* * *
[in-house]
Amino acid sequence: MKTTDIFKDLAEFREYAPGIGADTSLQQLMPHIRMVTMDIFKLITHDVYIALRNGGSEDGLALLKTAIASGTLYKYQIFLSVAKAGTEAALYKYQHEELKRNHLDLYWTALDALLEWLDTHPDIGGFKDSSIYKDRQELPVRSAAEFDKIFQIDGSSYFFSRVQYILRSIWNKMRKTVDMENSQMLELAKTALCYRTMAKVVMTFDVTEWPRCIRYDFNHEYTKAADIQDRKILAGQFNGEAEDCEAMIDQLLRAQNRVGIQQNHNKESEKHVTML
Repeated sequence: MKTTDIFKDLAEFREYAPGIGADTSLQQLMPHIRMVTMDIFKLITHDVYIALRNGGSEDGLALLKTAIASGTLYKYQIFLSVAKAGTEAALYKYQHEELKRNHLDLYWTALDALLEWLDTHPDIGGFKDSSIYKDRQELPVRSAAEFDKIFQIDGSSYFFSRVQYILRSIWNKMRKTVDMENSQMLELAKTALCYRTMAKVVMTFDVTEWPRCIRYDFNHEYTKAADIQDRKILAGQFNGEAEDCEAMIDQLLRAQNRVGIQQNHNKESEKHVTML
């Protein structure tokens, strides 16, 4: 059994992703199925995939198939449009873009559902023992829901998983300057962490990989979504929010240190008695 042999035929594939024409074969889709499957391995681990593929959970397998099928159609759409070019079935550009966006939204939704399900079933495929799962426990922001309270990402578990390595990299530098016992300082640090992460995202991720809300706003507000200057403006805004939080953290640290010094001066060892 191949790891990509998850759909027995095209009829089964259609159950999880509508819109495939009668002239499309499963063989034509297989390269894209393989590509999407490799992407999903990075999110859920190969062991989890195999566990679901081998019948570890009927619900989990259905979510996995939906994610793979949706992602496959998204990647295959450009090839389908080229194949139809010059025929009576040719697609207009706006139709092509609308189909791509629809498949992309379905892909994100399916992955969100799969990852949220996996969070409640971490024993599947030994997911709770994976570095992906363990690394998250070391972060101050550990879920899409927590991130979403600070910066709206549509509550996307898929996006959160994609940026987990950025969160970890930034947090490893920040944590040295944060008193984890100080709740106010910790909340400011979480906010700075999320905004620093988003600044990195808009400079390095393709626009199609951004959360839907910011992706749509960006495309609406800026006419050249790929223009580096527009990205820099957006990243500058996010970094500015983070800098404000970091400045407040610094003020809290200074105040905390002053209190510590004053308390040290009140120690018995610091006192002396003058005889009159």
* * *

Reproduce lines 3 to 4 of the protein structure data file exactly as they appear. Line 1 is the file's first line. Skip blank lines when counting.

Repeated sequence: MKTTDIFKDLAEFREYAPGIGADTSLQQLMPHIRMVTMDIFKLITHDVYIALRNGGSEDGLALLKTAIASGTLYKYQIFLSVAKAGTEAALYKYQHEELKRNHLDLYWTALDALLEWLDTHPDIGGFKDSSIYKDRQELPVRSAAEFDKIFQIDGSSYFFSRVQYILRSIWNKMRKTVDMENSQMLELAKTALCYRTMAKVVMTFDVTEWPRCIRYDFNHEYTKAADIQDRKILAGQFNGEAEDCEAMIDQLLRAQNRVGIQQNHNKESEKHVTML
């Protein structure tokens, strides 16, 4: 059994992703199925995939198939449009873009559902023992829901998983300057962490990989979504929010240190008695 042999035929594939024409074969889709499957391995681990593929959970397998099928159609759409070019079935550009966006939204939704399900079933495929799962426990922001309270990402578990390595990299530098016992300082640090992460995202991720809300706003507000200057403006805004939080953290640290010094001066060892 191949790891990509998850759909027995095209009829089964259609159950999880509508819109495939009668002239499309499963063989034509297989390269894209393989590509999407490799992407999903990075999110859920190969062991989890195999566990679901081998019948570890009927619900989990259905979510996995939906994610793979949706992602496959998204990647295959450009090839389908080229194949139809010059025929009576040719697609207009706006139709092509609308189909791509629809498949992309379905892909994100399916992955969100799969990852949220996996969070409640971490024993599947030994997911709770994976570095992906363990690394998250070391972060101050550990879920899409927590991130979403600070910066709206549509509550996307898929996006959160994609940026987990950025969160970890930034947090490893920040944590040295944060008193984890100080709740106010910790909340400011979480906010700075999320905004620093988003600044990195808009400079390095393709626009199609951004959360839907910011992706749509960006495309609406800026006419050249790929223009580096527009990205820099957006990243500058996010970094500015983070800098404000970091400045407040610094003020809290200074105040905390002053209190510590004053308390040290009140120690018995610091006192002396003058005889009159």